Event-Driven Automation in Laser-Scanning Microscopy Applied to Live Cell Imaging

Dr. J. Wenus
15 December 2010
Microscopy of living cells is heavily employed in biomedicine to understand the mechanisms of disease progression and to develop novel pharmaceuticals. In particular, confocal microscopy which relies on laser-based excitation of fluorescent cellular biomarkers is frequently used for understanding molecular actions of therapeutic drugs to abnormal cells. However, prolonged exposure to highly energetic laser radiation often leads to light induced cell death before any spontaneous effects can occur — an effect known as 'photo-toxicity'. To address this problem we have developed an automated live-cell imaging system 'ALISSA' which employs online image processing and analysis to automatically detect biological events and then trigger appropriate changes in the image acquisition settings. This way we minimize the photo-toxicity, obtain higher quality of the imaging data and minimize direct user involvement by introducing more automation to the whole experimental process. So far, ALISSA has been used in studies on cancer cells and neurons at the Royal College of Surgeons in Ireland and it is currently under development aimed towards applications in commercial high content screening systems.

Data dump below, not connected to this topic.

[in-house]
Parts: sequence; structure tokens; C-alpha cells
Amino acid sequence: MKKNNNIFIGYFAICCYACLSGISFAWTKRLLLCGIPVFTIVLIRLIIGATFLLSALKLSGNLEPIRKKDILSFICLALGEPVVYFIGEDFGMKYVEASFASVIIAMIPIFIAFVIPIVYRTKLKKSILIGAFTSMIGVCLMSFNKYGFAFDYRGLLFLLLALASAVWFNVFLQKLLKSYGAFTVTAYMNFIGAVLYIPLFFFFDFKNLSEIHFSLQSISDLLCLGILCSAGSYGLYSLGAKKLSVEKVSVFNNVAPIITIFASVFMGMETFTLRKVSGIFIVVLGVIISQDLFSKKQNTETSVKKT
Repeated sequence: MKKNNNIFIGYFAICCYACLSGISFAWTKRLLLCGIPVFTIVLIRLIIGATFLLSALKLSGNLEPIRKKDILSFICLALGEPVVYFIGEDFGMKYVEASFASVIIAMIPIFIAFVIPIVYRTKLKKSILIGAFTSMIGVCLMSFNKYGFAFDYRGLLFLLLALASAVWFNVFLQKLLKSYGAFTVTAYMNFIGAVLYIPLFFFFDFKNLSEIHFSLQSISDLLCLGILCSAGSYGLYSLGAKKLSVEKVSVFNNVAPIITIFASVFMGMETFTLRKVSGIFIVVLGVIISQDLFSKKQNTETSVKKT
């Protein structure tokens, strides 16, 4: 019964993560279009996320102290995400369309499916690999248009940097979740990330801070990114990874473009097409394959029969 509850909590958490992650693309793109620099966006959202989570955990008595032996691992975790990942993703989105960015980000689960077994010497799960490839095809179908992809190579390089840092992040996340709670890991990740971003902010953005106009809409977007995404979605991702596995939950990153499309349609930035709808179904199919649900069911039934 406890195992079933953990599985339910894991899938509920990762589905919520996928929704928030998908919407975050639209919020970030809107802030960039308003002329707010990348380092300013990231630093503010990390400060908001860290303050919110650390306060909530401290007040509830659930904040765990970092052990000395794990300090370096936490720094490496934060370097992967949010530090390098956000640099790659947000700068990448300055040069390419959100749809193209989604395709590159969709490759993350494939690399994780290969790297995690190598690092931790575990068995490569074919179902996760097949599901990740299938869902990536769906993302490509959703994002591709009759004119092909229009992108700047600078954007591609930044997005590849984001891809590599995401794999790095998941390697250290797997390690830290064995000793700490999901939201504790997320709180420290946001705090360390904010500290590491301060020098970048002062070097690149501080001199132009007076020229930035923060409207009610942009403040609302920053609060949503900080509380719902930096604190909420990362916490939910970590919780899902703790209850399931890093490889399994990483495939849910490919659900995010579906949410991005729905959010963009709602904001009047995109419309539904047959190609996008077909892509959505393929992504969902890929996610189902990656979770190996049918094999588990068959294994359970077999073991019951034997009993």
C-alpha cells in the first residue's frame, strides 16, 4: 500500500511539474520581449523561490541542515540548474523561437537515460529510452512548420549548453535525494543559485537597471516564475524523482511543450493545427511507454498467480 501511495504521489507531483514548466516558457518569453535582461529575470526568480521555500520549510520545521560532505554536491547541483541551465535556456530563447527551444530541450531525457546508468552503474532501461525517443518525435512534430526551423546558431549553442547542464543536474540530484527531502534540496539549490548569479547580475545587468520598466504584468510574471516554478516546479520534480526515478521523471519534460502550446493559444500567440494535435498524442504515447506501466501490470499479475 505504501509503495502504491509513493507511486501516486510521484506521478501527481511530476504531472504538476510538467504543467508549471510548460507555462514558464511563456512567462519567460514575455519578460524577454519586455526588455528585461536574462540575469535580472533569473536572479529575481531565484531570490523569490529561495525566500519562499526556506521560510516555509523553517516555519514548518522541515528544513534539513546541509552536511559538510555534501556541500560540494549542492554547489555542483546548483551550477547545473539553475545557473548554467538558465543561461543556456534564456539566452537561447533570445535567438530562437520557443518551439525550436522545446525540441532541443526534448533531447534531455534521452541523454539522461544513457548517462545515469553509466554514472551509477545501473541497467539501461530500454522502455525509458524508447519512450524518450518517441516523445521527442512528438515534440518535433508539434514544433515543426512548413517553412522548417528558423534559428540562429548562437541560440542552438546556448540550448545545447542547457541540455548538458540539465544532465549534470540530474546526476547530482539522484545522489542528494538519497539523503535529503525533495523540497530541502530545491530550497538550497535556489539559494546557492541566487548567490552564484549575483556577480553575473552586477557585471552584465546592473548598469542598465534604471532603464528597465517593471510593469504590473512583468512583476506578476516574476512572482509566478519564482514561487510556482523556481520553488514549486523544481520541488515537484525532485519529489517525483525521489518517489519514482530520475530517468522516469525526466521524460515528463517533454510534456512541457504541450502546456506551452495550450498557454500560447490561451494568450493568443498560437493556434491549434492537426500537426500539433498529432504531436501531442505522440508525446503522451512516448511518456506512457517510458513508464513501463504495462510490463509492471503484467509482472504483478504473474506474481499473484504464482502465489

This is a joint work between the RCSI, Dublin (H. Huber, H. Duessmann, J. Prehn) and the Hamilton Institute, NUI Maynooth (J. Wenus, P. Paul, D. Kalamatianos, P. Wellstead) with involvement from Siemens and Carl Zeiss MicroImaging.

We gratefully acknowledge financial support from the National Biophotonics and Imaging Platform Ireland (HEA PRTLI Cycle 4).
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